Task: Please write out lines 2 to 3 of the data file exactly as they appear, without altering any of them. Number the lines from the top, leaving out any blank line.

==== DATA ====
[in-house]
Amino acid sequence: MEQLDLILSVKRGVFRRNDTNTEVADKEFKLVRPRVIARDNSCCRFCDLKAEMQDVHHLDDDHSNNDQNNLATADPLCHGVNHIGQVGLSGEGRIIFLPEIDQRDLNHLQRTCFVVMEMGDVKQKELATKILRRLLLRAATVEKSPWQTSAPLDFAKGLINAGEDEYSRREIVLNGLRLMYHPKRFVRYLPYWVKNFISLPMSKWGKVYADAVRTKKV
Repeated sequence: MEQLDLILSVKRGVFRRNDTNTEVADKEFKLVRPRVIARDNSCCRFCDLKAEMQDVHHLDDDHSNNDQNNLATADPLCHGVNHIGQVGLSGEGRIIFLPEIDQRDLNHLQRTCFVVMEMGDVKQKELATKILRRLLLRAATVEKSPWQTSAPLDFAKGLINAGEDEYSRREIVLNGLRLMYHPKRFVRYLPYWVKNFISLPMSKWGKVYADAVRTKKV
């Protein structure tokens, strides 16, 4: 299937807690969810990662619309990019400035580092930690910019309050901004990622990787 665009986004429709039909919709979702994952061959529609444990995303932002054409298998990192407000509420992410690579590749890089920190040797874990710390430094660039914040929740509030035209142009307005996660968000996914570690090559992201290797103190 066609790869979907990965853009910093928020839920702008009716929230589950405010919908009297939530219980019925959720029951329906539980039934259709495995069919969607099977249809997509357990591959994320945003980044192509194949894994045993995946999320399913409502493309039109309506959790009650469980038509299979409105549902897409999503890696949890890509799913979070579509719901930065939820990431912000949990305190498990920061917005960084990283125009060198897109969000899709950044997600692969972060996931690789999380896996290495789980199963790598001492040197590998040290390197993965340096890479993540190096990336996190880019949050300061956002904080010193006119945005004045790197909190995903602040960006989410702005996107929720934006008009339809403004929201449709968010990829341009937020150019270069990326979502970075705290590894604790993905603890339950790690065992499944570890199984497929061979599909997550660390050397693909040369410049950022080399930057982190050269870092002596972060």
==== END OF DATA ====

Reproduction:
Amino acid sequence: MEQLDLILSVKRGVFRRNDTNTEVADKEFKLVRPRVIARDNSCCRFCDLKAEMQDVHHLDDDHSNNDQNNLATADPLCHGVNHIGQVGLSGEGRIIFLPEIDQRDLNHLQRTCFVVMEMGDVKQKELATKILRRLLLRAATVEKSPWQTSAPLDFAKGLINAGEDEYSRREIVLNGLRLMYHPKRFVRYLPYWVKNFISLPMSKWGKVYADAVRTKKV
Repeated sequence: MEQLDLILSVKRGVFRRNDTNTEVADKEFKLVRPRVIARDNSCCRFCDLKAEMQDVHHLDDDHSNNDQNNLATADPLCHGVNHIGQVGLSGEGRIIFLPEIDQRDLNHLQRTCFVVMEMGDVKQKELATKILRRLLLRAATVEKSPWQTSAPLDFAKGLINAGEDEYSRREIVLNGLRLMYHPKRFVRYLPYWVKNFISLPMSKWGKVYADAVRTKKV